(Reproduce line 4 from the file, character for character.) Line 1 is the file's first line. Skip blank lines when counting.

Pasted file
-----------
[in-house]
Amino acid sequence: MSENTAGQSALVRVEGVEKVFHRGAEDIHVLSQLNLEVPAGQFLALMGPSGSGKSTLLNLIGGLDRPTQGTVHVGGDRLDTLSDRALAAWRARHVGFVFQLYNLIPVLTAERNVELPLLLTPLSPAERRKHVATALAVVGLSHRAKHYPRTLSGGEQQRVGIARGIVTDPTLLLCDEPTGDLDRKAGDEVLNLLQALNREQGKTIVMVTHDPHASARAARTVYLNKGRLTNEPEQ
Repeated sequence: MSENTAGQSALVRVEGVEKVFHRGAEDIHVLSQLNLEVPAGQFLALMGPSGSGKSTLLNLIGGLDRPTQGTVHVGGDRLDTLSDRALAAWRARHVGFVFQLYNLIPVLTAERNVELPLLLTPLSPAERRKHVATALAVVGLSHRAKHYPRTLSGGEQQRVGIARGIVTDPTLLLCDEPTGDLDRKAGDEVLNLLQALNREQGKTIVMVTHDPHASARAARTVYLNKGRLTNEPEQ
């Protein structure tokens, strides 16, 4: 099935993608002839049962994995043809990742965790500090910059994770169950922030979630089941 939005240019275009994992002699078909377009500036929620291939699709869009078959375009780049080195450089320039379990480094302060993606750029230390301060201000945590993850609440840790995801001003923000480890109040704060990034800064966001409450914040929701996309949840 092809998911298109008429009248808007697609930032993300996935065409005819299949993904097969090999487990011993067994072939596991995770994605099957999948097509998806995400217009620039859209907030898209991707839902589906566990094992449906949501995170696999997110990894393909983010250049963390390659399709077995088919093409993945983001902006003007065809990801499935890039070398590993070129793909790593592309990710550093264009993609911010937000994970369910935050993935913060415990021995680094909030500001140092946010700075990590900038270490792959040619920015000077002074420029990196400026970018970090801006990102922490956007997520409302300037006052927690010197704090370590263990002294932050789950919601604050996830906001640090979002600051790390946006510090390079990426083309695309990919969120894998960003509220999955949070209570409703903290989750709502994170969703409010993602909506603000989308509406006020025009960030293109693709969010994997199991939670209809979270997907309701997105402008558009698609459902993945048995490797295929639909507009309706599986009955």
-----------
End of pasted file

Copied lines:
């Protein structure tokens, strides 16, 4: 099935993608002839049962994995043809990742965790500090910059994770169950922030979630089941 939005240019275009994992002699078909377009500036929620291939699709869009078959375009780049080195450089320039379990480094302060993606750029230390301060201000945590993850609440840790995801001003923000480890109040704060990034800064966001409450914040929701996309949840 092809998911298109008429009248808007697609930032993300996935065409005819299949993904097969090999487990011993067994072939596991995770994605099957999948097509998806995400217009620039859209907030898209991707839902589906566990094992449906949501995170696999997110990894393909983010250049963390390659399709077995088919093409993945983001902006003007065809990801499935890039070398590993070129793909790593592309990710550093264009993609911010937000994970369910935050993935913060415990021995680094909030500001140092946010700075990590900038270490792959040619920015000077002074420029990196400026970018970090801006990102922490956007997520409302300037006052927690010197704090370590263990002294932050789950919601604050996830906001640090979002600051790390946006510090390079990426083309695309990919969120894998960003509220999955949070209570409703903290989750709502994170969703409010993602909506603000989308509406006020025009960030293109693709969010994997199991939670209809979270997907309701997105402008558009698609459902993945048995490797295929639909507009309706599986009955």